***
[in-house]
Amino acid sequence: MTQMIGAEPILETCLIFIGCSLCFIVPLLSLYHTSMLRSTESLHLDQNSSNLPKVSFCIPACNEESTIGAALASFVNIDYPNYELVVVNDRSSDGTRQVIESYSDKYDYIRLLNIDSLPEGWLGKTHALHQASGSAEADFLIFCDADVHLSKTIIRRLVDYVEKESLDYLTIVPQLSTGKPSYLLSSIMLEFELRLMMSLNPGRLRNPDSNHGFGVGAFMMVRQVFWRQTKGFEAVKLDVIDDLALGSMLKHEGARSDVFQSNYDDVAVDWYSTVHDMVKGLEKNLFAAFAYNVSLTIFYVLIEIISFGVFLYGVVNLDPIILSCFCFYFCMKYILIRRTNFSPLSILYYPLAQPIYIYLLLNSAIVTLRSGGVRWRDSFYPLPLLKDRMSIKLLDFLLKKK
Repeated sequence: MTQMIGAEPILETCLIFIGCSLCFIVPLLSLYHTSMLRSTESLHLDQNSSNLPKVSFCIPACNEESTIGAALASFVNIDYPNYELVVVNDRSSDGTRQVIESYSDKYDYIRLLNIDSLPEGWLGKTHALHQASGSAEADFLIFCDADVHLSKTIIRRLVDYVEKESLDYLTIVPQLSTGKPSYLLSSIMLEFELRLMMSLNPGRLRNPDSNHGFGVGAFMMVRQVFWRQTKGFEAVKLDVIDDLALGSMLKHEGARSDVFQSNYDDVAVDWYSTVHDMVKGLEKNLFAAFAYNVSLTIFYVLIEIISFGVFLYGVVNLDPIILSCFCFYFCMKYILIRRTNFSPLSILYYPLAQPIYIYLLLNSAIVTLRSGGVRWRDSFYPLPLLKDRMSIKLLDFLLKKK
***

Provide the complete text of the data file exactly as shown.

[in-house]
Amino acid sequence: MTQMIGAEPILETCLIFIGCSLCFIVPLLSLYHTSMLRSTESLHLDQNSSNLPKVSFCIPACNEESTIGAALASFVNIDYPNYELVVVNDRSSDGTRQVIESYSDKYDYIRLLNIDSLPEGWLGKTHALHQASGSAEADFLIFCDADVHLSKTIIRRLVDYVEKESLDYLTIVPQLSTGKPSYLLSSIMLEFELRLMMSLNPGRLRNPDSNHGFGVGAFMMVRQVFWRQTKGFEAVKLDVIDDLALGSMLKHEGARSDVFQSNYDDVAVDWYSTVHDMVKGLEKNLFAAFAYNVSLTIFYVLIEIISFGVFLYGVVNLDPIILSCFCFYFCMKYILIRRTNFSPLSILYYPLAQPIYIYLLLNSAIVTLRSGGVRWRDSFYPLPLLKDRMSIKLLDFLLKKK
Repeated sequence: MTQMIGAEPILETCLIFIGCSLCFIVPLLSLYHTSMLRSTESLHLDQNSSNLPKVSFCIPACNEESTIGAALASFVNIDYPNYELVVVNDRSSDGTRQVIESYSDKYDYIRLLNIDSLPEGWLGKTHALHQASGSAEADFLIFCDADVHLSKTIIRRLVDYVEKESLDYLTIVPQLSTGKPSYLLSSIMLEFELRLMMSLNPGRLRNPDSNHGFGVGAFMMVRQVFWRQTKGFEAVKLDVIDDLALGSMLKHEGARSDVFQSNYDDVAVDWYSTVHDMVKGLEKNLFAAFAYNVSLTIFYVLIEIISFGVFLYGVVNLDPIILSCFCFYFCMKYILIRRTNFSPLSILYYPLAQPIYIYLLLNSAIVTLRSGGVRWRDSFYPLPLLKDRMSIKLLDFLLKKK